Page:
Battle Pack 2: Changes for the Better

Doug Zeeff

7/8/2013 11:40:00 AM

It's been over a week since Battle Pack 2: War of the Giants hit shelves everywhere. This set's way different than normal boosters because it's designed specifically for sealed play. If you don't know what sealed play is you can check out any of Konami's articles outlining the format: the very basics can be found here, in an article put out around the first Battle Pack's release. But to speak generally, sealed play is an alternate way to play where instead of building your deck out of cards pulled from your entire collection, you buy a few packs and play only with the cards you open.

Of course there's a ton of different ways to do that, but the closed card pool is the one constant: you don't rely on your collection to determine what you build. At least in Battle Pack sets, there aren't any premade decks or archetypes and you have to work with whatever you pull. This is relatively new to the Yu-Gi-Oh! scene and it's been a welcome addition to the same-old same-old of competitive Constructed play that dominated tournament offerings for over a decade. Today I'd like to go over a few things about Battle Pack 2, like how it differs from the first Battle Pack set and some particular cards to watch out for. Let's jump right in!

Totally Freaking Different
When they released Battle Pack: Epic Dawn Konami had to play it safe. After ten years of not releasing any sealed-specific products, Epic Dawn had a lot riding on its shoulders. Many people saw it as nothing more than a quick way to pick up Tour Guide From the Underworld at a time when she was well over $100. While Epic Dawn was a nice change of pace from normal dueling it was still a pretty familiar play experience. You still had Xyz Summons, spot removal like Mystical Space Typhoon, and even some Forbidden cards like Raigeki. Sure, it was different from the comb-heavy Constructed Advanced format, but the mechanics at work stayed pretty parallel to your regular duels.

Let me be the first to tell you that this is not the case with War of the Giants. It honestly feels like you time traveled back to 2005. There are no Extra Deck monsters and everything revolves around battle tricks and Tribute Summons. It's really weird to say the least.

 Breakthrough Skill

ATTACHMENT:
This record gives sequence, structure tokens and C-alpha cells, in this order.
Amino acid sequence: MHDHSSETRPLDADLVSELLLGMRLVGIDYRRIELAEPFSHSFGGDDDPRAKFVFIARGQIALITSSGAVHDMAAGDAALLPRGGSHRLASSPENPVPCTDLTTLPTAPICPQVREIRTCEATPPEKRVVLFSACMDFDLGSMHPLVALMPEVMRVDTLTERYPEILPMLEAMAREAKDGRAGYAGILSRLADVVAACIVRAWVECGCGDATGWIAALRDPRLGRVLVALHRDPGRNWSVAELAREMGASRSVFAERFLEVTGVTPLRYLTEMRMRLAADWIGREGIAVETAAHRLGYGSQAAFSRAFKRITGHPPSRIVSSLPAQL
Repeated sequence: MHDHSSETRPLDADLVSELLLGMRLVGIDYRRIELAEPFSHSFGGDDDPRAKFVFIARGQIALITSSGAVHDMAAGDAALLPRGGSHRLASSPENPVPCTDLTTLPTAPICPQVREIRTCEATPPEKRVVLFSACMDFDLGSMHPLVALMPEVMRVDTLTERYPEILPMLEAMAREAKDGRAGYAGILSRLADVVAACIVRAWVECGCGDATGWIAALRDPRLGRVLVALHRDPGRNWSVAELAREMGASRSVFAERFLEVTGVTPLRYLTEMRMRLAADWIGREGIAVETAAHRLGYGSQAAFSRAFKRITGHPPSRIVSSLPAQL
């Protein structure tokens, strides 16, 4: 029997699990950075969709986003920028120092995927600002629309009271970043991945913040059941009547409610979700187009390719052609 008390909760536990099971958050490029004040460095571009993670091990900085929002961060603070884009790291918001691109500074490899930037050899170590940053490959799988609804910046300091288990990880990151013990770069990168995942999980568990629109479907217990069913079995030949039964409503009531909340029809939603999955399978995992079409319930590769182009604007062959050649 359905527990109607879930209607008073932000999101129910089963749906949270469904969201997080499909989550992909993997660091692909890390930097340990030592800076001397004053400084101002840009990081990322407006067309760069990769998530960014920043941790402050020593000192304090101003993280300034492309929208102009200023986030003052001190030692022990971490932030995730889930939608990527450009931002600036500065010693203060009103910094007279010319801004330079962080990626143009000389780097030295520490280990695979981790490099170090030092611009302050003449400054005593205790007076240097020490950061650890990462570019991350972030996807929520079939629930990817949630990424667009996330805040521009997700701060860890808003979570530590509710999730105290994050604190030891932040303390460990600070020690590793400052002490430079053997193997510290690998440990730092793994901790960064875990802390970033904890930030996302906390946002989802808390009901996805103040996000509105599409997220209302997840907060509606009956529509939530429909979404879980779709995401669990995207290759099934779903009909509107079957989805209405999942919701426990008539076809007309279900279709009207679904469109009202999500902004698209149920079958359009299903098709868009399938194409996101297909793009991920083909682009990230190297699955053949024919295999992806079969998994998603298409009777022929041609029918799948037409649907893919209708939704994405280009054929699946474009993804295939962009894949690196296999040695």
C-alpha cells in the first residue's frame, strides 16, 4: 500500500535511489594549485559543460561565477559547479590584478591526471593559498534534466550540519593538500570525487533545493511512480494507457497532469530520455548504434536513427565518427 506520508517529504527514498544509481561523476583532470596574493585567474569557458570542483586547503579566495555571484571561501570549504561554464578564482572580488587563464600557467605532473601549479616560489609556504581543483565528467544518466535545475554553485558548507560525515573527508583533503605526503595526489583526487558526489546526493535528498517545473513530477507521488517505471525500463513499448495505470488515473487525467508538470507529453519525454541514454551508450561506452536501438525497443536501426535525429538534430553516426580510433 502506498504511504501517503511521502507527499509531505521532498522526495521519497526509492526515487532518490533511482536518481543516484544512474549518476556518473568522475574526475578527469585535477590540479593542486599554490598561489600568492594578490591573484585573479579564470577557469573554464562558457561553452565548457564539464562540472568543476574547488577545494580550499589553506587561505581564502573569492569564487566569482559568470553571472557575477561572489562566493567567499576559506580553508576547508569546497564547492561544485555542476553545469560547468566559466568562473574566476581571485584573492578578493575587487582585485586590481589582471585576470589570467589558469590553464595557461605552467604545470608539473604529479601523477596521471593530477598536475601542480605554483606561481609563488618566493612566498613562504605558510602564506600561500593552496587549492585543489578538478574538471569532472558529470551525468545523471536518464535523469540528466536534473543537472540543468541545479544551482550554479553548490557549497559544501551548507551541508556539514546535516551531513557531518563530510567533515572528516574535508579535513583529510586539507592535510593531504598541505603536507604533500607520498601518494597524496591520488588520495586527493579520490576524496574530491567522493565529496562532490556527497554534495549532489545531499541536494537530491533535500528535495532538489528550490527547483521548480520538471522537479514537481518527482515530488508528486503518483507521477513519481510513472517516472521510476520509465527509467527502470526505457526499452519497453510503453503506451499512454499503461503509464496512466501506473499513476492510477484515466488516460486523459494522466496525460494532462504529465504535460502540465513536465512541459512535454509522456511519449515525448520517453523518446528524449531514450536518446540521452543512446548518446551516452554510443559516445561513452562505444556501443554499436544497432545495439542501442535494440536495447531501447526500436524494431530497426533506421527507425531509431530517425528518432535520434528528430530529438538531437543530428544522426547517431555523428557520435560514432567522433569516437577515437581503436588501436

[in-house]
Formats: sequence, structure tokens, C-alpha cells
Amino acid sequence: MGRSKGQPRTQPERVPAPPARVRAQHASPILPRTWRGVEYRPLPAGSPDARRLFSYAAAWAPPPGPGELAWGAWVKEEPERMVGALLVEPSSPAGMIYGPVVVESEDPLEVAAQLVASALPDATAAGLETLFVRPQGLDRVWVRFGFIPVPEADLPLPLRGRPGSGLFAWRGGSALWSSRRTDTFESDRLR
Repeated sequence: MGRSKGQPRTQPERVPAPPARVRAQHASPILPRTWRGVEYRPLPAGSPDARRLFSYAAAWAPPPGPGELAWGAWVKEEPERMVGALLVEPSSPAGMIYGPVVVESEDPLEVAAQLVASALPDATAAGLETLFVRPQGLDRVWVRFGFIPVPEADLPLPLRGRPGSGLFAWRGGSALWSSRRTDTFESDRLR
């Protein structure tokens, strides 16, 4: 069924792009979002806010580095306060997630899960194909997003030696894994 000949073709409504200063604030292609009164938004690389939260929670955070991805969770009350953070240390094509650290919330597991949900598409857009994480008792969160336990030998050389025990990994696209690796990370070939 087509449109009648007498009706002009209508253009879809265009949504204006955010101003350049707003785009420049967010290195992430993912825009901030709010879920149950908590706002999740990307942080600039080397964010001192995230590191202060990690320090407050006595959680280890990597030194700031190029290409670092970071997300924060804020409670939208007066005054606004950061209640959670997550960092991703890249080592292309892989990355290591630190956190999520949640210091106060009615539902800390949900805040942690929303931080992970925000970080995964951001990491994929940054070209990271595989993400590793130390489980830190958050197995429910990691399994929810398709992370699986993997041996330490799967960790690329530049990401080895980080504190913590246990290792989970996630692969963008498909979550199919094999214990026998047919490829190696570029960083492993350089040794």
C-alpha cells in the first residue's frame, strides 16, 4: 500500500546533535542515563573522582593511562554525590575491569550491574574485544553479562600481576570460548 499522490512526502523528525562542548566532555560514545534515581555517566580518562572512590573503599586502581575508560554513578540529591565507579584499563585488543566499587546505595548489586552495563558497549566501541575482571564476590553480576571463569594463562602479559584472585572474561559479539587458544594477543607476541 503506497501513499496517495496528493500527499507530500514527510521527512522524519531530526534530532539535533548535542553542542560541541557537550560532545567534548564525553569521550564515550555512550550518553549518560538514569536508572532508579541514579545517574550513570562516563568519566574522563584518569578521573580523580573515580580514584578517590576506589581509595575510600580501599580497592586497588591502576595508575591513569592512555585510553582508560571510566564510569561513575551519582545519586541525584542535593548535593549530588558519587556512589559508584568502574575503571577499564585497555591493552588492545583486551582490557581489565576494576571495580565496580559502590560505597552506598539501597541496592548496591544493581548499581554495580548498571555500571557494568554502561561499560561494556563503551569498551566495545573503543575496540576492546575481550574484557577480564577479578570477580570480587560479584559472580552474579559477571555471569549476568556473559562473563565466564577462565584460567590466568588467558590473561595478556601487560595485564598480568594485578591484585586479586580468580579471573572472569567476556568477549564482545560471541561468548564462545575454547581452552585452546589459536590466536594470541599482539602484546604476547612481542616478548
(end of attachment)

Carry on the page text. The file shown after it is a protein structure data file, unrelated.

Breakthrough Skill67673
Set Cosmo Blazer
Number CBLZ-EN078
Type Trap Card
Attribute TRAP 
Rarity Ultra Rare
Card Text

Target 1 face-up Effect Monster your opponent controls; negate the effects of that opponent's face-up monster, until the end of this turn. During your turn, except the turn this card was sent to the Graveyard: You can banish this card from your Graveyard to target 1 face-up Effect Monster your opponent controls; negate that target's effects until the end of this turn.

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I should also mention that there's practically no easy removal. There's no Mystical Space Typhoon, Dark Hole, Heavy Storm, Harpies' Feather Duster, or anything else that gives you free destruction. Almost every monster you take out will be eliminated through battle, and that's really different from what we're used to. You'll also see huge back rows in almost every game. With nothing to take out your spells and traps, there'll often be three or four face-downs on either side of the field. At first this can be extremely intimidating, but it's something you'll get used to. Many of you are fairly new to the game and weren't necessarily playing before the Xyz or Synchro Summon mechanics were introduced, and adjusting to this kind of playstyle might take a few rounds. Luckily for you I have some basic tips!

Basic Care And Feeding For Your Giants
I've played my fair share of sealed games with a variety of card pools, and I've tried a majority of the cards in War of the Giants at one time or another. A big mistake I made was using stuff like Threatening Roar, Waboku, and other cards that prevent attacks with no other benefit. All of your duels are usually going to be longer grind games, so making smart exchanges of card economy exchanges is key. Cards that prevent attacks are straight -1's and just aren't very useful in the long run. Saving you monsters is certainly important, but I'd suggest doing it through winning battles instead of dedicated defense. Anything that can be activated in response to an attack - stuff like Ego Boost, Forbidden Lance, Forbidden Chalice, and Rush Recklessly - is going to be way better in the long run.

You'll also find that you'll do better if you don't play as conservatively as you normally might. In general, Summoning a bunch of monsters isn't punished because there's no Dark Hole, Torrential Tribute, or anything else that's going to wipe your field. This is kind of different from regular play where you're rewarded for holding onto cards for as long as possible. That said, don't put all of your eggs in one basket. Attaching three Equip Spells to one monster only to see it destroyed is rough and drastically hurts your chances of winning. I actually try to steer away from Equip Spells anyway, because they're so vulnerable and so likely to hurt your card economy.